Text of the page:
The short and silly answer is that a remote database administrator (DBA) manages databases remotely. The longer answer is that a database manager is the party responsible for the installation of a company’s database. In order to do this, the manager must evaluate the features of various database-related products and secure the ones judged most beneficial for the company.
Once underway, the DBA continues to oversee the development of the database to ensure it functions optimally. This includes close monitoring and tuning of the database, maintaining the documentation, planning for growth and responsibility for assigning user roles and privileges and looking after security concerns.
This management is a 24/7 responsibility. After all, this software usually contains a company’s most valuable information: accounts receivable, inventory, customer names and addresses. If it goes down, somebody should be aware and ready to fix the problem instantly. That will take a support team with the DBA as manager. He is also capable of communicating effectively, should a particularly difficult technical problem arise with the software manufacturer’s engineers. Managing a database correctly is a business in itself.
At this point, it should be obvious that this manager is not someone off the street and trained hit-or-miss on the job, nor is it a minimum wage occupation. It requires an IT education and experience. Many employers insist that the manager be certified in particular skill programs. There is a lot of competition for the services of these employees.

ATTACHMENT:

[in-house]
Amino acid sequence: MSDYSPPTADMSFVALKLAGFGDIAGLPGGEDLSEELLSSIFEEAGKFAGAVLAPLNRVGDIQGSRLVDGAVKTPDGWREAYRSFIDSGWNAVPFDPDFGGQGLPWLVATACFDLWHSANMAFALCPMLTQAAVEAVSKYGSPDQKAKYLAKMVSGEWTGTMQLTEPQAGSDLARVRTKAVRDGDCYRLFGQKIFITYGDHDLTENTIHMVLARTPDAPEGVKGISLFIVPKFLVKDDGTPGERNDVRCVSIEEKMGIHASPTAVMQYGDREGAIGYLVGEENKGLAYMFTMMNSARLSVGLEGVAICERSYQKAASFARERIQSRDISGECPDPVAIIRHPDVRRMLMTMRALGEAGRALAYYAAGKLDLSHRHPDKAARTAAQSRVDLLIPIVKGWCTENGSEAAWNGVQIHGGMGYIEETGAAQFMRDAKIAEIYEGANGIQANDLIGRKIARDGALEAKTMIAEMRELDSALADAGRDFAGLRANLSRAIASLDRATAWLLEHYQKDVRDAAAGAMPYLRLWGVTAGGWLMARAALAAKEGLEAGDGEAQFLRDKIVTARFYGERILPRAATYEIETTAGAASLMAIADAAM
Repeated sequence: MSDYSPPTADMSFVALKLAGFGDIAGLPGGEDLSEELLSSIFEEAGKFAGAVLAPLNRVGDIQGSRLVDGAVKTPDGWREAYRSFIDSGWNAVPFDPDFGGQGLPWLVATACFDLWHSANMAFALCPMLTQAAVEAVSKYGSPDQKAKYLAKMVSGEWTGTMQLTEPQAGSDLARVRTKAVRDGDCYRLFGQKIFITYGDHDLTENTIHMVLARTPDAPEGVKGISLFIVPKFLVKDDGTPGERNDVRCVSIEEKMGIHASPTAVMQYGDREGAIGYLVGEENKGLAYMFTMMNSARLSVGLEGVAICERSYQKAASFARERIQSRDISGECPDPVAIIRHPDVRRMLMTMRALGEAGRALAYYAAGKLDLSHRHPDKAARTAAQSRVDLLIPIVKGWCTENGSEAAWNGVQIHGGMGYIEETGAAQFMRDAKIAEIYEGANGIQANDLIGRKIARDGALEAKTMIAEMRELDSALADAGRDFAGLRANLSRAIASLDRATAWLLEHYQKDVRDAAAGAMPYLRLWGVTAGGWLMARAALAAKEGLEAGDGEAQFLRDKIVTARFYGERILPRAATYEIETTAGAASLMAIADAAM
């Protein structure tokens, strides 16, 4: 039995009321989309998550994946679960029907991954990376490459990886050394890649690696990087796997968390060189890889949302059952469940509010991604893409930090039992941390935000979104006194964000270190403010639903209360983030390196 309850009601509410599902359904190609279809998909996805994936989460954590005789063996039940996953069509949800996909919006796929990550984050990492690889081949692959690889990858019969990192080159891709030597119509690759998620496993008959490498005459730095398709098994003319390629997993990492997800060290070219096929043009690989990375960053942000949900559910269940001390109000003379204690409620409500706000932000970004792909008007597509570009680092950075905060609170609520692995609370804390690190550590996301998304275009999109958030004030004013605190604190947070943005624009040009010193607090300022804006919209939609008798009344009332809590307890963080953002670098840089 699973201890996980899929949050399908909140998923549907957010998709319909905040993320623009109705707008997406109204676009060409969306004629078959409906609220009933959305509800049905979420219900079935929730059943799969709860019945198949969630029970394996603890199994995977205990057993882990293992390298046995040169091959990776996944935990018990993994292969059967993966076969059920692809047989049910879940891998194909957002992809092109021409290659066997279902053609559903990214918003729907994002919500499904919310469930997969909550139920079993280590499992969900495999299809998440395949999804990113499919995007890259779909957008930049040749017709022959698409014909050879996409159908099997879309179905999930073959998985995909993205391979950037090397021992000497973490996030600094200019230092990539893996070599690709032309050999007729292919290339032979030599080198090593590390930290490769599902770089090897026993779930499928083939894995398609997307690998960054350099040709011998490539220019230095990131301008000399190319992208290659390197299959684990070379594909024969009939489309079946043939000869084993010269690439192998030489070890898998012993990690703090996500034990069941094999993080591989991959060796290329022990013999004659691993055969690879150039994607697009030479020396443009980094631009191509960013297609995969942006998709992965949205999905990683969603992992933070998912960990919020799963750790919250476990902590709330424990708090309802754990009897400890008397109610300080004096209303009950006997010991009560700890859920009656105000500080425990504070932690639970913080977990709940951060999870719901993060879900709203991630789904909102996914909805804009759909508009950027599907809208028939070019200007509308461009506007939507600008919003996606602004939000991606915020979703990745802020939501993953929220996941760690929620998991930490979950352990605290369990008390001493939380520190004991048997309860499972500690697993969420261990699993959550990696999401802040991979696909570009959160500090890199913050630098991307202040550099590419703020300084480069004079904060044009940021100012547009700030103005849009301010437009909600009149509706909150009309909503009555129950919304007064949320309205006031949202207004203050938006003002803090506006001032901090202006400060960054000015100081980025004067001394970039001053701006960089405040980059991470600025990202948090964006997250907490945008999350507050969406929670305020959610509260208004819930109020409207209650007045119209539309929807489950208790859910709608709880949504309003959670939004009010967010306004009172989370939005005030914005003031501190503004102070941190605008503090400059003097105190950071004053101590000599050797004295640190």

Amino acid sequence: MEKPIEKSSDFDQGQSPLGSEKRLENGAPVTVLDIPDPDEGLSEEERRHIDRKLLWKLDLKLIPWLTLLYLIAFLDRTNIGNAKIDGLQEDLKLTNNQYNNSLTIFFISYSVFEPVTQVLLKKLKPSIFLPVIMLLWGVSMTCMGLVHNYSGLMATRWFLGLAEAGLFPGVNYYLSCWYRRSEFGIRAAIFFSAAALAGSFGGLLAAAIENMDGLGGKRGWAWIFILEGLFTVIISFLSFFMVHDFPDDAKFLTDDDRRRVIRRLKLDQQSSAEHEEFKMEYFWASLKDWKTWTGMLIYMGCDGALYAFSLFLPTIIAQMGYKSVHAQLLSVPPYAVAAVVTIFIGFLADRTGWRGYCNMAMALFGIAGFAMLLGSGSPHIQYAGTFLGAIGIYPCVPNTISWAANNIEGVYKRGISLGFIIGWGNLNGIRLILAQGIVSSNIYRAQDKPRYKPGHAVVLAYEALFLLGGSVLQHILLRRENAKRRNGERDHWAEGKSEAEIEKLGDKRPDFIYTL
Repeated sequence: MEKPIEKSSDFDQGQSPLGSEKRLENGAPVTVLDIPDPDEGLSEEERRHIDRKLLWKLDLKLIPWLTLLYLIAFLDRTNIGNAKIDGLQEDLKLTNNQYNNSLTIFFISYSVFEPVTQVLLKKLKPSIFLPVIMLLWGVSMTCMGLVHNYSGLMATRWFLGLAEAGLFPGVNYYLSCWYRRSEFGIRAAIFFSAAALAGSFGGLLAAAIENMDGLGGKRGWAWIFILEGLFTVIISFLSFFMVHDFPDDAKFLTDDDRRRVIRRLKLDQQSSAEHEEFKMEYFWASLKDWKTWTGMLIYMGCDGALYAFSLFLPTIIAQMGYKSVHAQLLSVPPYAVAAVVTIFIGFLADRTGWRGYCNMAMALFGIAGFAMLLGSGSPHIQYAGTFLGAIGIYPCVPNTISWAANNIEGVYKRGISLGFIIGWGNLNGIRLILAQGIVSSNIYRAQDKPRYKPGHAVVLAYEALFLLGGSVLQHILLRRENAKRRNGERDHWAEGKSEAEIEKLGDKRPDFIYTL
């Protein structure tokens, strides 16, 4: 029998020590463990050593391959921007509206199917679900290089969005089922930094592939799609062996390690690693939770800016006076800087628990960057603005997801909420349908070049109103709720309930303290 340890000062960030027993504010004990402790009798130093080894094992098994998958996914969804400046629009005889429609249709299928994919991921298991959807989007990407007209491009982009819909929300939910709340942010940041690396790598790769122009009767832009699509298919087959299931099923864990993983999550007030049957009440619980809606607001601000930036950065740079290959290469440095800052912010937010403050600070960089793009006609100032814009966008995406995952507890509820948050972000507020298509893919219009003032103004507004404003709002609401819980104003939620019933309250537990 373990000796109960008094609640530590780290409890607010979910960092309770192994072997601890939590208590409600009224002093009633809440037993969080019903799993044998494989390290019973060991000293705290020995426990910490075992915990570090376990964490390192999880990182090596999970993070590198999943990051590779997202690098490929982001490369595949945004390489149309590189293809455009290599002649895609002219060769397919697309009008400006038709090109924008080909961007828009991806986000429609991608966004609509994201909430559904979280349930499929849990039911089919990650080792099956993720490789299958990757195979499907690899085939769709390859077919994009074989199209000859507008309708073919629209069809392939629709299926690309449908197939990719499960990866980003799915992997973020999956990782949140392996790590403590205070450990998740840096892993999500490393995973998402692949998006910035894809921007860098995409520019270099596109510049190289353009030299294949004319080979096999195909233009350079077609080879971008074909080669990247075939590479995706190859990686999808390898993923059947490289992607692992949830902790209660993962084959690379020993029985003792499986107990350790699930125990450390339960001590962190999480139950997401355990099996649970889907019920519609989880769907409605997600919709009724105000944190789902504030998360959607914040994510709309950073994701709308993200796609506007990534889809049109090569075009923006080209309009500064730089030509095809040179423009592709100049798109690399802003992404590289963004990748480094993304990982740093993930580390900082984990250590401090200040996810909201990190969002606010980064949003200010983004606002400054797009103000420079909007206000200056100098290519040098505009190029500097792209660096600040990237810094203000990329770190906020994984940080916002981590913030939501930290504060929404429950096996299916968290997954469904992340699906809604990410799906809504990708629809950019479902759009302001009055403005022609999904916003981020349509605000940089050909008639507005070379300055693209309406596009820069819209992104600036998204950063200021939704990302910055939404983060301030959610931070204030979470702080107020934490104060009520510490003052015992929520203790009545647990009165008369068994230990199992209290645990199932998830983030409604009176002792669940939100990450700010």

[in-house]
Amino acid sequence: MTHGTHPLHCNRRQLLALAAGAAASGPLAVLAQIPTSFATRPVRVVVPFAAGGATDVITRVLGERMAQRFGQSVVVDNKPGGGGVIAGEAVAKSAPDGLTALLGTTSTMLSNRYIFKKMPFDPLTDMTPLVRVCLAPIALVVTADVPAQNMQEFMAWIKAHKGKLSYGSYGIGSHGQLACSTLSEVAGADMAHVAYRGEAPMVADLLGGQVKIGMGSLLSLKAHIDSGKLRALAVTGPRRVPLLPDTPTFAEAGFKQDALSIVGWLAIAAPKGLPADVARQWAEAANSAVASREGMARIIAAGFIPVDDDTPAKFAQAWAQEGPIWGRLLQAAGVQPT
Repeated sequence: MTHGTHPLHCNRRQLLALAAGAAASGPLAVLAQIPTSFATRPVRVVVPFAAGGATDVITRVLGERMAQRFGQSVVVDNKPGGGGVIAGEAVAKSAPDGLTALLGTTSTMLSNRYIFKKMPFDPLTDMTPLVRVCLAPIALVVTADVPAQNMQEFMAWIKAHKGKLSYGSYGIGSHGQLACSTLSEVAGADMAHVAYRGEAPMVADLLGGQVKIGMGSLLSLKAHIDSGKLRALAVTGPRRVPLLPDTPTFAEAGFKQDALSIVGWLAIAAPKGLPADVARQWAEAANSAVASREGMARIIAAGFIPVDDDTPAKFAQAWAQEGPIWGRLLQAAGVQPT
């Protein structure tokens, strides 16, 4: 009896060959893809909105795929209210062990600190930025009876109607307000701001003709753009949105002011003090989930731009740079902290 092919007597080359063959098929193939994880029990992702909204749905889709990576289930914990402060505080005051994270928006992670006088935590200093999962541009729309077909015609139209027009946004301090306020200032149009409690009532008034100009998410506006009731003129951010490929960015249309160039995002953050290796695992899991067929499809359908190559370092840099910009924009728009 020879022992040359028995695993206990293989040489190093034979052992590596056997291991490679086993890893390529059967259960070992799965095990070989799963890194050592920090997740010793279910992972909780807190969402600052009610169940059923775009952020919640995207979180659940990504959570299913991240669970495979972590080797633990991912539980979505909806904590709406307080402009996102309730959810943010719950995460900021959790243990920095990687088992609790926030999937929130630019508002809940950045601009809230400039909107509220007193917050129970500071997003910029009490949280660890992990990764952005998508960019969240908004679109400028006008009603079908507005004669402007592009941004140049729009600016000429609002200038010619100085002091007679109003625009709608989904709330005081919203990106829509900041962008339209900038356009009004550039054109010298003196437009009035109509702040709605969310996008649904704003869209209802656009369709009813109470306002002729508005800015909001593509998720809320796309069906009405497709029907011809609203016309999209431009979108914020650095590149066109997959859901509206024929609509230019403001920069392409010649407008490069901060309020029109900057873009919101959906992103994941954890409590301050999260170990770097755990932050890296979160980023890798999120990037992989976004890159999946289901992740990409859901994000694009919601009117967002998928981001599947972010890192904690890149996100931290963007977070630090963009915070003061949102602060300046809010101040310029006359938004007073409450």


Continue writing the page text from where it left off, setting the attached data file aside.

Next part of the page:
Internet businesses need these people and the big companies are willing to pay whatever it costs. Smaller businesses have a more difficult time finding the right people. Still, if they wish to continue the dynamic growth and performance that brought them to where they are, they are going to need help. They can bite the bullet and pay the money for the right full-time employee, hire a part-time manager and hope disaster does not strike after-hours or engage the help of a remote specialist.
A remote manager can do and does anything an in-house manager does, but does it off the premises and off the database owner’s payroll. These DBAs usually work as employees of database administration services, companies that exist with one mission, managing databases for other businesses. They have the expertise and experience as well as the employee depth to handle any company, large or small and do it 24/7. They will usually charge depending on the degree of administration requested and it will likely be a good deal less than the cost of in-house administration.
At some point an expanding Internet business will find itself outgrowing its IT support. One of the most important additions to support personnel will be the DBA. While the services do not come cheap in-house, remote DBA services can help keep these costs in line.